Snellville, Georgia

Snellville, Georgia

Infobox Settlement
official_name = City Of Snellville
other_name =
native_name =
nickname =
settlement_type = City
motto = Everybody's Somebody in Snellville

imagesize = 250px
image_caption = New City Hall, Completed in 2006

flag_size =

seal_size =
image_shield =
shield_size =
image_blank_emblem = Snellville town center logo.jpg
blank_emblem_type = Town Center Logo
blank_emblem_size =

mapsize = 250x200px
map_caption = Location in Gwinnett County and the state of Georgia

mapsize1 =
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pushpin_label_position =
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subdivision_type = Country
subdivision_name = United States
subdivision_type1 = State
subdivision_name1 = Georgia
subdivision_type2 = County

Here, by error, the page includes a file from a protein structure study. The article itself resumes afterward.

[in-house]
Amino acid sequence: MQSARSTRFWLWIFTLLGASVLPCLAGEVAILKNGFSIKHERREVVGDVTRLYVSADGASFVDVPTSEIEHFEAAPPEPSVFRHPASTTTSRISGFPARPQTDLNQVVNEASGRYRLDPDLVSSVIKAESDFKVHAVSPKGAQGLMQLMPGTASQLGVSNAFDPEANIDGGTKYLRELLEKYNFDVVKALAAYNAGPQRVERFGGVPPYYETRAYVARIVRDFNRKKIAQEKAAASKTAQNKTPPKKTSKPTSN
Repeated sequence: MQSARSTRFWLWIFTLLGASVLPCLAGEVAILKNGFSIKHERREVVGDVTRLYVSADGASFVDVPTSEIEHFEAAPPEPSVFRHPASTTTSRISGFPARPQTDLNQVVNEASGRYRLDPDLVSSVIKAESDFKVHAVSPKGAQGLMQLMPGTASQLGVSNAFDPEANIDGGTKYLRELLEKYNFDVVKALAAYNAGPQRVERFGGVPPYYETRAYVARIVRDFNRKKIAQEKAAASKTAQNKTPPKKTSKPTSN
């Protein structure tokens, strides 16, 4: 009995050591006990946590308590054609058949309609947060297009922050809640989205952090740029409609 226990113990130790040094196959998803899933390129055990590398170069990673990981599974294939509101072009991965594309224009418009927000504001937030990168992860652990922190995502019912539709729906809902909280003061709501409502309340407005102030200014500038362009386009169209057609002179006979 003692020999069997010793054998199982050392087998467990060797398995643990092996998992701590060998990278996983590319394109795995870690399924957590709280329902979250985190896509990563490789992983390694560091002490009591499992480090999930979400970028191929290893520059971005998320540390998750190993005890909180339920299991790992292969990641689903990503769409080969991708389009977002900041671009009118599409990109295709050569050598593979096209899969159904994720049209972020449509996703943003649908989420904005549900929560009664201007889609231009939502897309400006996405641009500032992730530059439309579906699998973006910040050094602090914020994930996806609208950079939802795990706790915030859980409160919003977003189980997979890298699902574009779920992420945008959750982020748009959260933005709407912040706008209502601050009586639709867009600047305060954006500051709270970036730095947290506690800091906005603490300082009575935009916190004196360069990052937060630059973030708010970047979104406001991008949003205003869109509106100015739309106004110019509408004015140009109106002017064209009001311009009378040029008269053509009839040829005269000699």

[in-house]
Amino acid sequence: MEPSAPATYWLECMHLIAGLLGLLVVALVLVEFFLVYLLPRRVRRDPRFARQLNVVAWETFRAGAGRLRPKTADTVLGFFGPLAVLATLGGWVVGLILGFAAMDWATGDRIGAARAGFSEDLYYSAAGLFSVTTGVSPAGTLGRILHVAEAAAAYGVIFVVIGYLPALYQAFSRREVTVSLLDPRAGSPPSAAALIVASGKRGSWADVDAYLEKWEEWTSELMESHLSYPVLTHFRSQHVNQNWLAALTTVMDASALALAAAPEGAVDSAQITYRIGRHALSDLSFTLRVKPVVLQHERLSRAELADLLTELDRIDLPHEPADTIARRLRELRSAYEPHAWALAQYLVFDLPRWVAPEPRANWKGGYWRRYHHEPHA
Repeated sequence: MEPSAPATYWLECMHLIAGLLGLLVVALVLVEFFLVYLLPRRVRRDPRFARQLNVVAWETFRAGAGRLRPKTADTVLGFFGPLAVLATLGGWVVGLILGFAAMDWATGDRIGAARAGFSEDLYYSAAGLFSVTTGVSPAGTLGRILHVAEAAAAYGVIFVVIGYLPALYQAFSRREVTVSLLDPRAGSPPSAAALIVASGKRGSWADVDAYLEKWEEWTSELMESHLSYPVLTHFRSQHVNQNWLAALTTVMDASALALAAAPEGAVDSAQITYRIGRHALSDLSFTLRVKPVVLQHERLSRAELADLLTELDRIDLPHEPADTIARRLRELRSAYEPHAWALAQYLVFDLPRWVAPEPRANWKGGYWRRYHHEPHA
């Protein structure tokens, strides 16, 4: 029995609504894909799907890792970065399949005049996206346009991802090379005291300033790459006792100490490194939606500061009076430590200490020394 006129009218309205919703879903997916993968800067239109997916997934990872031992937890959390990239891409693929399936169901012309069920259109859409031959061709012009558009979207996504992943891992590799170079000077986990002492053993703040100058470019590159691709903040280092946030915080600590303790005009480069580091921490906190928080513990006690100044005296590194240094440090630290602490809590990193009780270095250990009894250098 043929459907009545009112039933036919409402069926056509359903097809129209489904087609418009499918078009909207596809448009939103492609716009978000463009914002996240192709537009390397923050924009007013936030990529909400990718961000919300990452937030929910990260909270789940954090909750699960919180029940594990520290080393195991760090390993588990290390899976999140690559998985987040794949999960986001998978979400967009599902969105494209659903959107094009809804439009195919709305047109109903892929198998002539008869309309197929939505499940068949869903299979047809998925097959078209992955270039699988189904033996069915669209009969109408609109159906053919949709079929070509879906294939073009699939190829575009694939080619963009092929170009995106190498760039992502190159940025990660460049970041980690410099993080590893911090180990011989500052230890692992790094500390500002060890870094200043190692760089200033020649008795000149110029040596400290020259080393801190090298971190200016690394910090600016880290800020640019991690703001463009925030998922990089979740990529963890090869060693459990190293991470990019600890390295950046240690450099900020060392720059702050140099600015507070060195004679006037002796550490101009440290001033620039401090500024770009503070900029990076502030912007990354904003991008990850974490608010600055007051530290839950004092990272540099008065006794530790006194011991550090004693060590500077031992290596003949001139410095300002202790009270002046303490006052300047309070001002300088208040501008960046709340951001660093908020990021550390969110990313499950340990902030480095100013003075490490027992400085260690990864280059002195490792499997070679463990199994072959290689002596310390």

subdivision_name2 = Gwinnett
subdivision_type3 =
subdivision_name3 =
subdivision_type4 =
subdivision_name4 =
government_footnotes =
government_type = Council-Manager
leader_title = Mayor
leader_name = Jerry Oberholtzer
leader_title1 = City Manager
leader_name1 = Russell G. Treadway
leader_title2 = Police Chief
leader_name2 = Roy Whitehead
leader_title3 =
leader_name3 =
leader_title4 =
leader_name4 =
established_title = Settled
established_date = 1874
established_title2 = Incorporated
established_date2 = 1923
established_title3 =
established_date3 =
area_magnitude =
unit_pref = Imperial
area_footnotes =
area_total_km2 = 25.1
area_land_km2 = 25.0
area_water_km2 = 0.1
area_total_sq_mi = 9.7
area_land_sq_mi = 9.7
area_water_sq_mi = 0.04
area_water_percent =
area_urban_km2 =
area_urban_sq_mi =
area_metro_km2 =
area_metro_sq_mi =
area_blank1_title =
area_blank1_km2 =
area_blank1_sq_mi =
population_as_of = 2006
population_footnotes = []
population_note = Ranked 35th in Georgia
population_total = 19983
population_density_km2 = 795.14
population_density_sq_mi = 2060.10
population_metro = 5138223
population_density_metro_km2 =
population_density_metro_sq_mi =
population_urban =
population_density_urban_km2 =